The rising cost of living is thrusting the poor into a poverty trap. Moreover, the public transport system is a shambles, with the dilapidated rail service in particular severely affecting the lives of the working class. What remains unchanged are ethically deficient politicians and unbridled corruption in the government.

The naked effect of this is the sharpest contradictions affecting black people in an unchanged capitalist society. It’s a matter of fact that white privilege insulates colonial relations in some centres of power from transformation by embracing bourgeois democracy and courting the black political elite to cultivate enduring influence.

This brings to mind a pamphlet written by Joe Slovo in 1988 entitled “The SA Working Class and the National Democratic Revolution”. Slovo articulated that the principal task of the national liberation struggle was to transform the state to serve the people, including capturing the commanding heights of the economy to improve the socioeconomic status of the poor.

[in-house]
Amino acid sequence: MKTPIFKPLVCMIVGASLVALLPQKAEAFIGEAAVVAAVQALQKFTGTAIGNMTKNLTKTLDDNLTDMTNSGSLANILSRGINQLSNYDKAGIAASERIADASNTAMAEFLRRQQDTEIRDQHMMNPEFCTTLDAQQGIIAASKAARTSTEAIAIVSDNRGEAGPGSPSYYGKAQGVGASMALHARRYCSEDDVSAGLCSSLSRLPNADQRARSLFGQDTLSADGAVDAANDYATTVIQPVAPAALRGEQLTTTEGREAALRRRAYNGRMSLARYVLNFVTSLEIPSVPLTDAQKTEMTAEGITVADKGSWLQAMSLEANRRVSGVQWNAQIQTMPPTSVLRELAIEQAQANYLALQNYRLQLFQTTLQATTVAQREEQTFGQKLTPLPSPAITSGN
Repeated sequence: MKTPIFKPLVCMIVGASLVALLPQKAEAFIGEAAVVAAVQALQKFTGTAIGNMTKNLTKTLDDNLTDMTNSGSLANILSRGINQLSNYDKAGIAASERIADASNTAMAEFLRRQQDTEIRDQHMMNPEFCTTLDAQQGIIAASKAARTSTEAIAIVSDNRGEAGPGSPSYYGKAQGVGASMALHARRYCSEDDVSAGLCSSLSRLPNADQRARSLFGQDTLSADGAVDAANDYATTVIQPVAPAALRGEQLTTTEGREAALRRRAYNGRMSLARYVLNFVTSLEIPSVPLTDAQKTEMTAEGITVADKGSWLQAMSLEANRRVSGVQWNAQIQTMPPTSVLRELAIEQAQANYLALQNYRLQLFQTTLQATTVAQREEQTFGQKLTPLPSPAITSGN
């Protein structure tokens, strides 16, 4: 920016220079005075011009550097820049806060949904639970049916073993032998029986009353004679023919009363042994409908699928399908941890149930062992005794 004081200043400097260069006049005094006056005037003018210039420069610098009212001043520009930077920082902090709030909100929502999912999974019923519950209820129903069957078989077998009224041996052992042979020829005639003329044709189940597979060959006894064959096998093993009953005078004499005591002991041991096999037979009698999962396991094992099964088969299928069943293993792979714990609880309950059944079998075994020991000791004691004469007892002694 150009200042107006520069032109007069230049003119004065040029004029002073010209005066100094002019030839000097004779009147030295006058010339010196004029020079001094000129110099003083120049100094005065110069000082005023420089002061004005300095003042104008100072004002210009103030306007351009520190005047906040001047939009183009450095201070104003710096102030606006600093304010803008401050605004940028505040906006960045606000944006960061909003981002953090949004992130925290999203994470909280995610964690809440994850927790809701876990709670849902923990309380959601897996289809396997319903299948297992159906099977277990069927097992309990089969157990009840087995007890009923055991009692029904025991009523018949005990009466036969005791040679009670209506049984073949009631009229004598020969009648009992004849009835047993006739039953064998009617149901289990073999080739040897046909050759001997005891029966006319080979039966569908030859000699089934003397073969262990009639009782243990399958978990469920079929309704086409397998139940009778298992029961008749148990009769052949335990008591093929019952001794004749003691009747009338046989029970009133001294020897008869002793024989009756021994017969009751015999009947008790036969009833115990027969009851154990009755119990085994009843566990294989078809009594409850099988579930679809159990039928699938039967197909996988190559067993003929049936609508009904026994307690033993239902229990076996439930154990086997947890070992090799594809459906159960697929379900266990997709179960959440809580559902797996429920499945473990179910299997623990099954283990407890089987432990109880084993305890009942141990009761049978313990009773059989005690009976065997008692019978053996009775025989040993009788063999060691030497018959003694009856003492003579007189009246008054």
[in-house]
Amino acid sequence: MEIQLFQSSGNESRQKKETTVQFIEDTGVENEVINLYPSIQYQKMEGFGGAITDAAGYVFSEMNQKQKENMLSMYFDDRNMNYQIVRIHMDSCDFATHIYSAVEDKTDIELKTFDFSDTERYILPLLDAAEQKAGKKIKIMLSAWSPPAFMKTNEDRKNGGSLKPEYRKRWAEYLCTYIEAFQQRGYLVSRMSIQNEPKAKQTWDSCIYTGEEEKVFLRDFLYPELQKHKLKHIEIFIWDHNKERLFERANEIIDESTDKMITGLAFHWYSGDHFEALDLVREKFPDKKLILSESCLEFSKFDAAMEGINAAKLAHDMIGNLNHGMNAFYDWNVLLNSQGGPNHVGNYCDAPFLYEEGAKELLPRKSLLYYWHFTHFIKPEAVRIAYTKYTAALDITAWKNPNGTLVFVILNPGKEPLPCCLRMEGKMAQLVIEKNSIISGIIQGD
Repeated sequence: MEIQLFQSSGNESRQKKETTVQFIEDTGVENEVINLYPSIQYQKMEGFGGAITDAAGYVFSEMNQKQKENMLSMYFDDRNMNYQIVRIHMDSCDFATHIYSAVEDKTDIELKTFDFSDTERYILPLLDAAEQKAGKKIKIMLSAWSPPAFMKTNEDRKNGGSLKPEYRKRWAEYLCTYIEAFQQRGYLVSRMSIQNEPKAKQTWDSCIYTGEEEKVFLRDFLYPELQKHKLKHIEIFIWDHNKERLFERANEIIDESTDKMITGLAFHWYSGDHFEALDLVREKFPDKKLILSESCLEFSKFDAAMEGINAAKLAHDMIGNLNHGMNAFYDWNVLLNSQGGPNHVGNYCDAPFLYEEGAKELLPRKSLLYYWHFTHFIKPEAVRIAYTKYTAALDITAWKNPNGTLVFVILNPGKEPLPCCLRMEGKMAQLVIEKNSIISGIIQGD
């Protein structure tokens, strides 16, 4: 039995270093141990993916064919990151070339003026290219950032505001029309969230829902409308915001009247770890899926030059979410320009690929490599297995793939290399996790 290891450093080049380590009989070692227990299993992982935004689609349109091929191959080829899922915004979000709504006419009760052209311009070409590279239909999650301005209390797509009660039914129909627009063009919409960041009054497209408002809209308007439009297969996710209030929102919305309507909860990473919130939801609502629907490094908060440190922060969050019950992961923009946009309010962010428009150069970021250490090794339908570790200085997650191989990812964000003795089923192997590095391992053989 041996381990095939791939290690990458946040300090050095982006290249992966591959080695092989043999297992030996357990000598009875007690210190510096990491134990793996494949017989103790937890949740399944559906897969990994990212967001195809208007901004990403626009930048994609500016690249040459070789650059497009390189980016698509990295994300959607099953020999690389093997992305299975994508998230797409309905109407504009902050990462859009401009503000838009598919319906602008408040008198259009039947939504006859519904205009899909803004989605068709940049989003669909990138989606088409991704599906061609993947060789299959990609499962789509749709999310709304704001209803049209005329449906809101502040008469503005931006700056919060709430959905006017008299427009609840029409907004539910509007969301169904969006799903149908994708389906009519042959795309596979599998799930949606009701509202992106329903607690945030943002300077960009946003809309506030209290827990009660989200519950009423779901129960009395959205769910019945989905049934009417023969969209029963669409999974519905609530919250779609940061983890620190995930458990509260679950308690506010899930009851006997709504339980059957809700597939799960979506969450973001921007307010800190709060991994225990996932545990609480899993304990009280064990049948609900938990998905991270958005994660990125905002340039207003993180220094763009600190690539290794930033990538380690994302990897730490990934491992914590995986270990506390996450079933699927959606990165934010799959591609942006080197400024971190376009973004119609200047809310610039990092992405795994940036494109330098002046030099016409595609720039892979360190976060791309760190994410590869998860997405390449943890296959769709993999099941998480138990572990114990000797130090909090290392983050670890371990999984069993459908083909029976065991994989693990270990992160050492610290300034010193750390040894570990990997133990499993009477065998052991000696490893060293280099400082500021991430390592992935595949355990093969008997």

Yet a self-serving elite group has now converged to bankroll a trust-funded presidential campaign that is distinctly alien to the intraparty succession tradition of our movement. The group could not use such power to ensure academically deserving students are relieved of the burden of funding their education. No-one seems ashamed of the inherited impoverishment of the black majority, who are largely excluded from enjoying the socioeconomic benefits of the new dispensation.

Even those raised by a village without water were hoodwinked to donate away from public scrutiny. These are challenges that we shall continue to grapple with in the coming years.

Morgan Phaahla, Ekurhuleni 

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